Food-borne diseases incur huge health costs in Caribbean countries – UN
The United Nations (UN) is reporting that an estimated 77 million people in the Americas suffer an episode of food-borne illness each year, half of them children under five years.
It says that available data indicate that food-borne diseases generate $700,000 to $19 million in annual health costs in Caribbean countries and more than $77 million in the United States.
The first-ever celebration of the UN World Food Safety Day, to be marked globally today, aims to strengthen efforts to ensure that the food consumers eat is safe.
The UN reports that every year, nearly one in 10 people in the world (an estimated 600 million people) fall ill and 420,000 die after eating food contaminated by bacteria, viruses, parasites or chemical substances. It noted that unsafe food also hinders development in many low- and middle-income economies, which lose around US$95 billion in productivity associated with illness, disability, and premature death suffered by workers.
World Food Safety Day 2019’s theme is that food safety is everyone’s business. Food safety contributes to food security, human health, economic prosperity, agriculture, market access, tourism and sustainable development.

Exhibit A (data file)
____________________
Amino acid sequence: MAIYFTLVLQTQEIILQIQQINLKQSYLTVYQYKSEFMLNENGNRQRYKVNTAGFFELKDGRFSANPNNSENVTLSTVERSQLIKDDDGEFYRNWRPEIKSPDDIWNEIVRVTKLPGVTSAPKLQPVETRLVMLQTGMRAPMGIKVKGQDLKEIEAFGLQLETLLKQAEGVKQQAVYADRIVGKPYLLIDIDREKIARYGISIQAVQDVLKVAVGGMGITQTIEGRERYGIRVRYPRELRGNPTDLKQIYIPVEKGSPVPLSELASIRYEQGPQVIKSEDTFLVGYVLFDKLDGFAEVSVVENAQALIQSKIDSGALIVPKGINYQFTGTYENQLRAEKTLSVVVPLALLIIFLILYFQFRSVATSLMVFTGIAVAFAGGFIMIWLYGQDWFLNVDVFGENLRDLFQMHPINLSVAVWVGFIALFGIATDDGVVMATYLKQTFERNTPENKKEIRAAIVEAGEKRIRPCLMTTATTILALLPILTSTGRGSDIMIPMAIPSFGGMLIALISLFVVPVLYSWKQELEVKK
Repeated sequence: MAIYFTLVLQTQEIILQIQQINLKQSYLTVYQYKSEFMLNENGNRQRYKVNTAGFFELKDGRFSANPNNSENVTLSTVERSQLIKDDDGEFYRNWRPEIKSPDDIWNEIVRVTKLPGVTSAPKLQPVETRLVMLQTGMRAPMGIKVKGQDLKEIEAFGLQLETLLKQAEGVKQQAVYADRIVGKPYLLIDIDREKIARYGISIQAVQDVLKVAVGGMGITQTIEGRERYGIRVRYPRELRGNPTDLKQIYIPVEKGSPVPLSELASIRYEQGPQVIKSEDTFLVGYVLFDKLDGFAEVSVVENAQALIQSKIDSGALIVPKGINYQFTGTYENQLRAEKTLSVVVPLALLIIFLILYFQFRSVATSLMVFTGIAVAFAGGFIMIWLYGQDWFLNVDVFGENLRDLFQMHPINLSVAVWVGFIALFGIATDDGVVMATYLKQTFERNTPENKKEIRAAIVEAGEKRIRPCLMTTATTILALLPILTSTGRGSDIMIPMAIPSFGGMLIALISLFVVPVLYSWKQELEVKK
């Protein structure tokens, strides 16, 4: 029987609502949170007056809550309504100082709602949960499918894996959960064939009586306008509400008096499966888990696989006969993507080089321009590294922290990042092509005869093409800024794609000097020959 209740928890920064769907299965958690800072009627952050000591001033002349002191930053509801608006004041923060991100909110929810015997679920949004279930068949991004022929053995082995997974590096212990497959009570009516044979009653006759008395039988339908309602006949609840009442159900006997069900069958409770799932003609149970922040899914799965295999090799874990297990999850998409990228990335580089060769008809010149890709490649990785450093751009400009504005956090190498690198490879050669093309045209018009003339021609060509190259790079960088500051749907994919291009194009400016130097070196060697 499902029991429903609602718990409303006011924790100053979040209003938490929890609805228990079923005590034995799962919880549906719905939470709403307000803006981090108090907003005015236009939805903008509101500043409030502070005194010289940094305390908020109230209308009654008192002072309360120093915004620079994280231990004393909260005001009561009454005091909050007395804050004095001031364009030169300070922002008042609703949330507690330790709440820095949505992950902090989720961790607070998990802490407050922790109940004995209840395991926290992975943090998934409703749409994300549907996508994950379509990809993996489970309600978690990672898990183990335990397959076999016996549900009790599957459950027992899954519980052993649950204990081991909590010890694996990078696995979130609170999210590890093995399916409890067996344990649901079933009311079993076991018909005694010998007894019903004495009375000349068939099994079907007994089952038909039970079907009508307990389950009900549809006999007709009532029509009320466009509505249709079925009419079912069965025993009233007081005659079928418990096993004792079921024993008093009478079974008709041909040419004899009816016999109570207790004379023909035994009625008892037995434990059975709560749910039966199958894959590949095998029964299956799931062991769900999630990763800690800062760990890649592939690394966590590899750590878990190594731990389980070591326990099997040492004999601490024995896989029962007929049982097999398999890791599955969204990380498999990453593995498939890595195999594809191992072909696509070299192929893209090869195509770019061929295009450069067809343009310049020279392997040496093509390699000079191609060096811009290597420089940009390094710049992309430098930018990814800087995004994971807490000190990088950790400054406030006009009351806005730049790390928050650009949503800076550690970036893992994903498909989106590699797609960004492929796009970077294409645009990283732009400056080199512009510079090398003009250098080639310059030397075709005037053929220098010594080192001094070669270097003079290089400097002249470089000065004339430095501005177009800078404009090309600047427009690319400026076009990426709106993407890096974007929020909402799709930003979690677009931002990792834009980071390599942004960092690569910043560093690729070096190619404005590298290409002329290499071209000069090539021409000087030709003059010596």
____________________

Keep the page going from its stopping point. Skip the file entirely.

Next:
The UN has designated two of its agencies, the Food and Agriculture Organization (FAO) and the World Health Organization (WHO) to lead efforts in promoting food safety around the world.
FAO and WHO are joining forces to assist countries to prevent, manage and respond to risks along the food supply chain, working with food producers and vendors, regulatory authorities and civil society stakeholders, whether the food is domestically produced or imported.
In Latin America and the Caribbean, the Pan American Health Organization (PAHO), through its Food Safety Regional Programme, coordinated by the Pan American Center for Foot and Mouth Disease and Veterinary Public Health, is working with countries to strengthen their national food safety and surveillance systems. Some of the areas of focus include strengthening risk-based inspection and control systems to prevent national and international incidents due to contaminated food, and enhancing laboratory capacities needed to protect food safety.
“Whether you are a farmer, farm supplier, food processor, transporter, marketer or consumer, food safety is your business,” FAO Director General José Graziano da Silva said. “There is no food security without food safety,” he said.
“Unsafe food kills an estimated 420,000 people every year. These deaths are entirely preventable,” said Dr Tedros Adhanom Ghebreyesus, WHO director general. “World Food Safety Day is a unique opportunity to raise awareness about the dangers of unsafe food with governments, producers, handlers and consumers. From farm to plate, we all have a role to play in making food safe.”